On the October 9 edition of the NRA's radio show Cam & Company, guest and conservative columnist Kurt Schlichter claimed that Watts, who founded gun safety group Moms Demand Action for Gun Sense in America, had stripped her husband "of the most basic and threshold abilities of a man; that is to defend his self, his family and his community, by being married to this shrill harridan." Schlichter was unfavorably comparing Watts to actress Annette Bening's American Beauty character Carolyn Burnham, provoking Edwards' laughter.
The Washington Times is amplifying an attack on gun violence prevention group Everytown for Gun Safety by citing a shoddy report from discredited gun researcher John Lott.
In an October 9 article, Times reporter Kelly Riddell, who is a frequent source of misinformation about gun violence, shared a report from Lott's group, Crime Prevention Research Center, that purported to demonstrate that a recent Everytown report on mass shootings is "riddled with errors."
Riddell decided to base her article solely on highlighting Lott's claims about Everytown, even while acknowledging that Lott "is often decried as biased to the right." Riddell subsequently updated the piece with responses from Everytown that debunked the Lott claims that Riddell had credulously amplified.
Lott's purported debunking of Everytown's mass shooting report itself includes erroneous information. In one case Lott, who is an economist, criticized Everytown because of his failure to distinguish between two statistical terms.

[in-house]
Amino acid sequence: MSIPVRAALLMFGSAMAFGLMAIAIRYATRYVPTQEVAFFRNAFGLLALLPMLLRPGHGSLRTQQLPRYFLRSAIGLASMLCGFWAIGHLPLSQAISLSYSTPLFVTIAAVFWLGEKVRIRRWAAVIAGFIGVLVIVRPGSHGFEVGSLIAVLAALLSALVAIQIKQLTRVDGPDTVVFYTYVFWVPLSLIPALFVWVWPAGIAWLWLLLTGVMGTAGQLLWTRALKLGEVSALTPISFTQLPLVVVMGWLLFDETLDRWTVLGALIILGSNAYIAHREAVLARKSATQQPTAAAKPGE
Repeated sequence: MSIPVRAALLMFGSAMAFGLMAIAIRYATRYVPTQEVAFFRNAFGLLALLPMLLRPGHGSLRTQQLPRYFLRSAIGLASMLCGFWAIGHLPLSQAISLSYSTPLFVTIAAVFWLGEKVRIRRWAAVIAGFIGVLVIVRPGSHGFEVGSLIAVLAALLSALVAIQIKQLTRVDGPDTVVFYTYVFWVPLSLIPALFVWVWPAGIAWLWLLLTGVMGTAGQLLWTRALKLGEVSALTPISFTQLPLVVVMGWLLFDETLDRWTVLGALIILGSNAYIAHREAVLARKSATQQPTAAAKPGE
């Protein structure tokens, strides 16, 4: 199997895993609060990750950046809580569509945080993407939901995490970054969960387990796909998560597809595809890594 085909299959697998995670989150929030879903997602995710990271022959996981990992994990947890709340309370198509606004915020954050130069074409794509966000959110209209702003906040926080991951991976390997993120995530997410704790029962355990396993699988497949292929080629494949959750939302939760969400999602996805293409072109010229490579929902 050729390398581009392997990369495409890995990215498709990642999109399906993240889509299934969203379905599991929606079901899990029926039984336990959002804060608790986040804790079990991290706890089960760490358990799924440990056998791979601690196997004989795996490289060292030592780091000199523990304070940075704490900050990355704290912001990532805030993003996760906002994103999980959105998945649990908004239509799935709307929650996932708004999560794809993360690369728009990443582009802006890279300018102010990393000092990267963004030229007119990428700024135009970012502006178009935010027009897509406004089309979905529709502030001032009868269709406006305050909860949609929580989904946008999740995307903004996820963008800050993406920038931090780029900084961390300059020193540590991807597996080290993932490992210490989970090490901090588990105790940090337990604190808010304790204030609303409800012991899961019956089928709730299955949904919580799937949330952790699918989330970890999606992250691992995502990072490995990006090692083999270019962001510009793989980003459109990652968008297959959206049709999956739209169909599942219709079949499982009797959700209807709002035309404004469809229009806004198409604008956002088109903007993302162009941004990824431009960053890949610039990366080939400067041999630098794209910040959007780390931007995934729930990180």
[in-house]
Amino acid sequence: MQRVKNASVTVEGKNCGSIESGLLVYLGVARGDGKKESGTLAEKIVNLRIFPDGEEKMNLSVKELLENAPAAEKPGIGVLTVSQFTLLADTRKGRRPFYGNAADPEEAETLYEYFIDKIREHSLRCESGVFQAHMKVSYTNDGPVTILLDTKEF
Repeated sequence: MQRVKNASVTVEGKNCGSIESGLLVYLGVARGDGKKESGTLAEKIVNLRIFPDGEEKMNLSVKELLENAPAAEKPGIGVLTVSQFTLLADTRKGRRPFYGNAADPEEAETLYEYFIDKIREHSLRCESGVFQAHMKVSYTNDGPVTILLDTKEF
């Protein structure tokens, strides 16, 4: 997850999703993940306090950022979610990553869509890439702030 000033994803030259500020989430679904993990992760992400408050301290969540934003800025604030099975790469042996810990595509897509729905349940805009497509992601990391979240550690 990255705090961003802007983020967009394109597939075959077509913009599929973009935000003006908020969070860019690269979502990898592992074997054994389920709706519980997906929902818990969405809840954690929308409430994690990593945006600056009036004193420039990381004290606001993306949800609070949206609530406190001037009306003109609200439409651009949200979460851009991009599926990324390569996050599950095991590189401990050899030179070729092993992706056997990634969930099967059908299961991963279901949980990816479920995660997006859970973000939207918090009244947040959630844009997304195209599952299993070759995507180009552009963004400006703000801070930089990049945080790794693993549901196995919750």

The National Rifle Association's media arm is defending a Maryland sheriff who warned that the enforcement of gun laws could lead to a civil war between his county and the federal government.
Wicomico County Sheriff Mike Lewis made national headlines in September after telling a local news station, "As long as I'm the sheriff in this county, I will not allow the federal government to come in here and strip my citizens of their right to bear arms. I can tell you this, if they attempt to do that, it would be an all-out civil war, no question about it."
According to USA Today, Lewis made similar comments to a Delaware NBC affiliate, warning of a civil war with the federal government over the enforcement of a hypothetical ban on high-capacity ammunition magazines.
In response to Lewis' comments, gun safety group Coalition to Stop Gun Violence (CSGV) launched a petition calling for the revocation of Lewis' Maryland Police Training Commission certification. According to CSGV, "It is difficult to see how a law enforcement officer who is threatening to wage war with the United States government meets any recognized standards of public service. In the wake of his threatening comments, Sheriff Lewis should not be given the responsibility of training law enforcement officers in Maryland."
The NRA's media arm, NRA News, responded to CSGV's petition, terming it "pathetic" and downplaying the inflammatory nature of Lewis' comments.
NRA News host Cam Edwards claimed that CSGV was trying to "silence" Lewis "because of the sheriff speaking up the way he has." Edwards also offered a two-fold defense of Lewis' civil war comments that sought to downplay their nature.
National Rifle Association board member and conservative commentator Ted Nugent suggested that President Obama is not a Christian and touted Republicans as "the only chance we have" to kill "the wolf at the door" during the 2014 midterm elections.